Public health officials have repeatedly warned that the U.S. will likely face another wave of COVID-19 infections as the weather gets colder and people travel and gather for the holidays, but it doesn’t seem to be convincing a checked-out public to get vaccinated, writes The Hill’s Nathaniel Weixel. The government has purchased 171 million doses of the updated vaccine, but federal data show that just 11 percent of the population older than age 5 has received a dose, including just under 30 percent of people 65 and older.
“The boosters have had dismal uptake from the beginning,” Rupali Limaye, an associate professor at the Johns Hopkins Bloomberg School of Public Health who studies vaccine demand, told The Hill. “I think that at this point, there is so much fatigue.”
Schools are also preparing for another winter marked by mass sickness, as the respiratory syncytial virus known as RSV continues to spike among children, prompting precautions that mirror those seen during COVID-19, The Hill’s Lexi Lonas and Joseph Choi report. Facilities with younger children face a potential “tripledemic” of RSV, COVID-19 and the flu this season.
While RSV causes cold and flu-like symptoms that resolve themselves in about a week for the majority of adults and older children, younger children, particularly infants and toddlers who have not been exposed to the virus, are at a high risk of developing severe illness.
Information about COVID-19 vaccine and booster shot availability can be found at Vaccines.gov.
▪ The New York Times: Happy birthday, omicron.
▪ The Washington Post: Measles is an “imminent threat” globally, health agencies warn.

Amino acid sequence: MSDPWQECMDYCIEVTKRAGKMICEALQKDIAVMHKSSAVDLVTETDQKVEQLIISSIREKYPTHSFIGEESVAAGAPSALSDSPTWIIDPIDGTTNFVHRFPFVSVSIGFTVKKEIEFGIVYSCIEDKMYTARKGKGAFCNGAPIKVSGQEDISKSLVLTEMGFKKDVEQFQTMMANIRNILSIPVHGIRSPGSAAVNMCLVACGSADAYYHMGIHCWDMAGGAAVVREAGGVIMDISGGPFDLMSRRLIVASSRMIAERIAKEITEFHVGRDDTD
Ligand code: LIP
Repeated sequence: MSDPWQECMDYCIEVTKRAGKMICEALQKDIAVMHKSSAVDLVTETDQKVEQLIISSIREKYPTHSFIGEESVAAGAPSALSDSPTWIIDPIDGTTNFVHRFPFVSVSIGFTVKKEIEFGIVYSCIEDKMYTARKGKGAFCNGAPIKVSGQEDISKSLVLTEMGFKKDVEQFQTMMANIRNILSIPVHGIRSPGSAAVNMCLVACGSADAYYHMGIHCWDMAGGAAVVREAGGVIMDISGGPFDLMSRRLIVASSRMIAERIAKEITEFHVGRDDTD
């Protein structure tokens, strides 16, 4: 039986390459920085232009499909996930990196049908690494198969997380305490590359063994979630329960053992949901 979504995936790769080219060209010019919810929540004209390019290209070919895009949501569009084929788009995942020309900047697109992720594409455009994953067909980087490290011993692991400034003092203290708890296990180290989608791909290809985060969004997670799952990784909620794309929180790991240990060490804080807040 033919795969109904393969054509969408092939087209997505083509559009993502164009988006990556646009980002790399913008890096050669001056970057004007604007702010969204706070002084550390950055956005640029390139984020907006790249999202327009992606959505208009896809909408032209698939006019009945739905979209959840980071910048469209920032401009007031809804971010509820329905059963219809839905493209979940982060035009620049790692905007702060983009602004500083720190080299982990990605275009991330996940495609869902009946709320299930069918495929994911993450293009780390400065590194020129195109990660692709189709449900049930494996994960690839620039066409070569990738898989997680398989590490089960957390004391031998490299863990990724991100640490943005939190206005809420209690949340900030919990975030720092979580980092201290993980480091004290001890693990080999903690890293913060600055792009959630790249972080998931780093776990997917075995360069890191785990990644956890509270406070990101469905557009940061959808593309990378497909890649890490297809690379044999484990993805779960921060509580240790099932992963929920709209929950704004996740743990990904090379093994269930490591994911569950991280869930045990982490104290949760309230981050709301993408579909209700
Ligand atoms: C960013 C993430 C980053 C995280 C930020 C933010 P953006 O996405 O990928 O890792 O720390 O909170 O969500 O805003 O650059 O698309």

Total U.S. coronavirus deaths reported as of this morning, according to Johns Hopkins University (trackers all vary slightly): 1,079,199. Current U.S. COVID-19 deaths are 2,644 for the week, according to the Centers for Disease Control and Prevention (CDC). (The CDC shifted its tally of available data from daily to weekly, now reported on Fridays.)
And finally … 🎄‘Tis the season for holiday department store window displays, a tradition that got its start in the 1870s at Macy’s and has blended yuletide entertainment with escapist retail therapy ever since. The handcrafted and ornate scenes take months and whole teams to produce, but they’re a dying art, The New York Times reports.
In New York City, Saks Fifth Avenue’s light show and windows alone took more than 250 people around 40,000 hours to complete this year. It’s one of just a handful of department stores in the City — Saks, Bergdorf Goodman, Macy’s and Bloomingdale’s — that still build the traditional, whimsical scenes each year.
Bergdorf Goodman treats the production of its seven holiday windows as a nearly year-round endeavor. Initial work begins as early as February, and the nine-month process involves about 100 people and requires 10,000 hours. This year, the store’s theme is “magic in the making,” and the windows each feature different arts and crafts elements — from dressmaking to metal craft, mosaic or papier-mâché.
“We never stop working on either dreaming them up, planning them, producing them, installing or maintaining them,” David Hoey, the senior director of visual presentation at the department store, told the Times. “The purpose of all of this is to induce aesthetic delirium. You might have to come back two or three times to catch all the details.”